Despite having been present in Uganda for over a century, Maragoli people are not recognized in the Ugandan constitution. They have been at risk of statelessness since 2015, when the National Identification and Registration Authority issued identification cards only to recognized “tribes”. Without identification cards, the Maragoli are unable to access education, healthcare, financial services,…
The Wodaabe are an indigenous people found in Niger and throughout North Africa. While they follow the nomadic lifestyle of cattle herding and some trading, their land rights are threatened by the Nigerien government’s encouragement of farm settlements. Photo Credit: Meryt Harding
In the Unity State of South Sudan, community land comprising 105,000 hectares was leased to an Egyptian company in 2009 for 25 years. The company, Citadel Capital, seeks to use the land to grow maize and sorghum. Photo Credit: Tim Mckulka
Maasai communities are facing violent attacks and eviction due to agricultural investments, conservation, and discrimination by farmers.
Government authorities lure foreign companies by promoting 350,000 hectares of fertile land, some of which is inhabited by indigenous people. Police violently evicted pastoralists, causing them to be homeless.
The influx of land-buyers is crowding out pastoralists in Bagamoyo. Additionally, a mega sugar cane plantation is being built, leading to more evictions of pastoralists.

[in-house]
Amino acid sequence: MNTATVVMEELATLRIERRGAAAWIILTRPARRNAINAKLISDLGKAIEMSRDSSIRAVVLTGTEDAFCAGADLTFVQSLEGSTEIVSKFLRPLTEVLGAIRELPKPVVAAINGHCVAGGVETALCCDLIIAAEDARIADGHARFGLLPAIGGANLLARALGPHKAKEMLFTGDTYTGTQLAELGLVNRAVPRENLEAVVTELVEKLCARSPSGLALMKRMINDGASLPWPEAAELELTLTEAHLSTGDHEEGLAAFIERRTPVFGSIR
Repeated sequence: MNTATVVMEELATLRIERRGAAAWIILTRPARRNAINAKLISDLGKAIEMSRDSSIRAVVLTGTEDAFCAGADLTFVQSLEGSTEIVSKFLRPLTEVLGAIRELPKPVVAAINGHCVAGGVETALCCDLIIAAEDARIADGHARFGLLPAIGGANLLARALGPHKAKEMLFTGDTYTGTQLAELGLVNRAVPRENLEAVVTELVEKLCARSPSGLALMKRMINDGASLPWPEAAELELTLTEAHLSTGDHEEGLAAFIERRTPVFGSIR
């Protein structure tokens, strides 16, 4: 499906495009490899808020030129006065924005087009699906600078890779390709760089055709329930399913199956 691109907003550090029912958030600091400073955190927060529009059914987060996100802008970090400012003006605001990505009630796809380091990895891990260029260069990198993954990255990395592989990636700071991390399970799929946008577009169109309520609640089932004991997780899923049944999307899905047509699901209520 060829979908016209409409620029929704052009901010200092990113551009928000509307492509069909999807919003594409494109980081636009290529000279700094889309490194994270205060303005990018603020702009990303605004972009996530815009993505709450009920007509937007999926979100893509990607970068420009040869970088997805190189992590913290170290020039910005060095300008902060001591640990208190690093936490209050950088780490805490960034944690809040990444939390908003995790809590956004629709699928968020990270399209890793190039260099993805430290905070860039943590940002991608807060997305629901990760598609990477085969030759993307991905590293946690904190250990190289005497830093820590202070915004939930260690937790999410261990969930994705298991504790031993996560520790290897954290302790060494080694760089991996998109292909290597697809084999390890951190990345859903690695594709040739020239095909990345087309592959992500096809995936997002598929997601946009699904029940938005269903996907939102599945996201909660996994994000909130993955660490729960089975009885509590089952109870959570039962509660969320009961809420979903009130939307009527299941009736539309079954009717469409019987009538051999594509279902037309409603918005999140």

The Ethiopia government leased land to Malaysian company Lim Siow Jin Estate in the Bench Maji Zone of the SNNPR (Southern Nations, Nationalities and Peoples’ Region) region in 2011. However, the 31,000-hectare large plantation overlaps with the land of the Suri people and has had negative effects on their traditional pastoral livelihood.
In the Lower Omo Valley in Ethiopia, several indigenous groups including Murle, Kara, Mursi, Suri, Bodi and Dassanech have been harmed by the Kuraz Sugar Development Project. Photo Credit: The Oakland Institute.
Koma are agro-pastoralists who raise cattle and goats. Due to government resettlement policies, they are increasingly unable to maintain traditional livelihoods. Photo Credit: Dartmouth
Karayu traditionally live in the Fantalle district but many were evicted in 2006 for the creation of the Awash National Park and development projects such as the Metahara Sugar Factory and Upper Awash Agro-industry Enterprise. Karayu are also forbidden access to their only water source, the Awash River. Photo Credit: Flickr